Cost Accounting: The Reorder Point
In cost accounting, the reorder point is the time when you should place your next order. You use reorder point to avoid running out of inventory — a stockout situation. Lots of bad things can happen if there’s a stockout.
To keep life simple, assume that the demand level is known — you know how much product you’re likely to sell. You also know the order lead time.
The reorder point formula requires a unit of time. That time period can be a week, a month, or a year. The choice is up to you.
Here’s the formula for reorder point:
Reorder point = number of units sold per unit of time x order lead time
Say you manage a hardware store. One of your products is a 20-ounce straight claw hammer. You decide to use one week as your unit of time. Your weekly demand level is 70 hammers. Your purchase order lead time is three weeks. Here is your reorder point for hammers:
Reorder point = 70 units x 3 weeks
Reorder point = 210 units
When your inventory level falls to 210 units, you order more hammers. You want to make sure that you don’t run out before your next order arrives. Now consider how many more hammers. The number you order is the economic order quantity (EOQ).
Safety stock (also known as reserve inventory) is the amount of inventory held at all times. You maintain the safety stock inventory, regardless of the purchases you make using EOQ. This inventory serves as a buffer against stockouts.
You maintain a safety stock to address uncertainty in the ordering process. There are several uncertainties related to purchases and inventory levels:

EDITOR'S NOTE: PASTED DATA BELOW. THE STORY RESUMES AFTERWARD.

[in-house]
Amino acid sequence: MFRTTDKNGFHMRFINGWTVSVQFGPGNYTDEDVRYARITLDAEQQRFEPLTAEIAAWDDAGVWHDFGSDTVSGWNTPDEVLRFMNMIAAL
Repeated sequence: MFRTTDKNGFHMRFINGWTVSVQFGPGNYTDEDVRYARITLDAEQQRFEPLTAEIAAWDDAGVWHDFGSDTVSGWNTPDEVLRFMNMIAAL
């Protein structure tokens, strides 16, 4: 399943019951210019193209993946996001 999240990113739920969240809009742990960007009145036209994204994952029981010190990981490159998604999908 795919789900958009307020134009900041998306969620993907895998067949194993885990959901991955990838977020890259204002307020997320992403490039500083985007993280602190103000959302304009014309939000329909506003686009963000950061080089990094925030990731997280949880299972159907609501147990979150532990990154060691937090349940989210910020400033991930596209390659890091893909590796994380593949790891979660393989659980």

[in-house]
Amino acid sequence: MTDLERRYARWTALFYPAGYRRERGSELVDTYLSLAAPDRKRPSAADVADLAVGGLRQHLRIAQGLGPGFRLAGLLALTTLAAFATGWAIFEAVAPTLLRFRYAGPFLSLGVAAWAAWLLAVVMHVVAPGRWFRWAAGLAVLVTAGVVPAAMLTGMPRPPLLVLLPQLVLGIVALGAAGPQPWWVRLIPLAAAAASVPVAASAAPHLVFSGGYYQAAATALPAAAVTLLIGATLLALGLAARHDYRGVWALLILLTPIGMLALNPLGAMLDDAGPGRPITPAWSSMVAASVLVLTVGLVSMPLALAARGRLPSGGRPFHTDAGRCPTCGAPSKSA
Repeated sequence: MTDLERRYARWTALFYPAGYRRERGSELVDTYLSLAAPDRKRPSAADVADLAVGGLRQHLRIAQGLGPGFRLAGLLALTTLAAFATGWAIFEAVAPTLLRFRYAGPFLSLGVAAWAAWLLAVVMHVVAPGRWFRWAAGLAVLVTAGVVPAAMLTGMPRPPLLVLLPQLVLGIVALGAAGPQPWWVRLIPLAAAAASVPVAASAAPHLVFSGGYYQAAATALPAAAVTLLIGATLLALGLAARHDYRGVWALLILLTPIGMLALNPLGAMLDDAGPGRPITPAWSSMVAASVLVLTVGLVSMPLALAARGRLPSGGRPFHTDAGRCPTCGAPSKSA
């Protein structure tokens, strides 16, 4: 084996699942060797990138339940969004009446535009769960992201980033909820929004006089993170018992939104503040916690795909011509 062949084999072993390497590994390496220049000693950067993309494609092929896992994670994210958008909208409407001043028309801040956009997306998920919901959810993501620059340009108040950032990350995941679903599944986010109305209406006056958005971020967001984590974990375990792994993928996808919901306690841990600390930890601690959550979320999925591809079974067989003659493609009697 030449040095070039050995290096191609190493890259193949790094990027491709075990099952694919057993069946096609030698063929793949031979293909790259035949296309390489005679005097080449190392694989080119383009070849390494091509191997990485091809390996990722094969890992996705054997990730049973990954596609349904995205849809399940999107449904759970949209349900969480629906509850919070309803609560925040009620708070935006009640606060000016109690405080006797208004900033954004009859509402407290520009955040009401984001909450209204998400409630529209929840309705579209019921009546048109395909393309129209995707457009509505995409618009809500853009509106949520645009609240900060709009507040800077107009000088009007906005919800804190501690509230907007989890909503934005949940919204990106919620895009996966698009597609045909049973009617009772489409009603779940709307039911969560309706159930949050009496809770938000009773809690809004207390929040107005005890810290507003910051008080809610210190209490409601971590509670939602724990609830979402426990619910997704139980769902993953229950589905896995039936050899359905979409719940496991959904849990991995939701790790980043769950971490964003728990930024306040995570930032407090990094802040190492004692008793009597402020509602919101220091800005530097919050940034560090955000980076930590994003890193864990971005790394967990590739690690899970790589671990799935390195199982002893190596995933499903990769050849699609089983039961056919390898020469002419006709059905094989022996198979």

Demand: If actual demand is higher than planned, you can sell your safety stock and avoid a stockout.
Purchase order lead time: You might have a longer lead time than planned. Maybe your order takes four weeks to be delivered, rather than three weeks. If the increased lead time sharply reduces your inventory levels, you can sell your safety stock.
Suppliers: Safety stock can help you meet demand if a supplier can’t deliver your required purchase. A supplier may run short of product. An unusual situation (weather, or material shortage, for example) may prevent the supplier from making or shipping your product in a timely manner.
Safety stock is computed as
Safety stock = excess demand expected x purchase order lead time
Say you manage a discount store. As you prepare for the back-to-school season, you need to stock backpacks. The red mountain backpack has always been a big seller. You already determined demand for the backpack and other factors, including the economic order quantity.
As you set up your back-to-school store displays, you mull over creating a safety stock. You start by checking weekly sales from previous years, and you notice that the higher sales level has happened several times; sales have been 100 units higher than your weekly planned sales. You determine that safety stock should be 100 backpacks.
The purchase order lead time for the red mountain backpack is three weeks. Based on the data, here’s your safety stock:
Safety stock = 100 backpacks per week x 3 week lead time
Safety stock = 300 backpacks
You plan to hold 300 backpacks in stock in addition to your regular inventory level. The 300 units are your hedge against a spike in demand or a supplier’s delay in shipping product to you. If something unusual happens, you’re still able to fill orders. Note that your safety stock is a separate calculation from economic order quantity.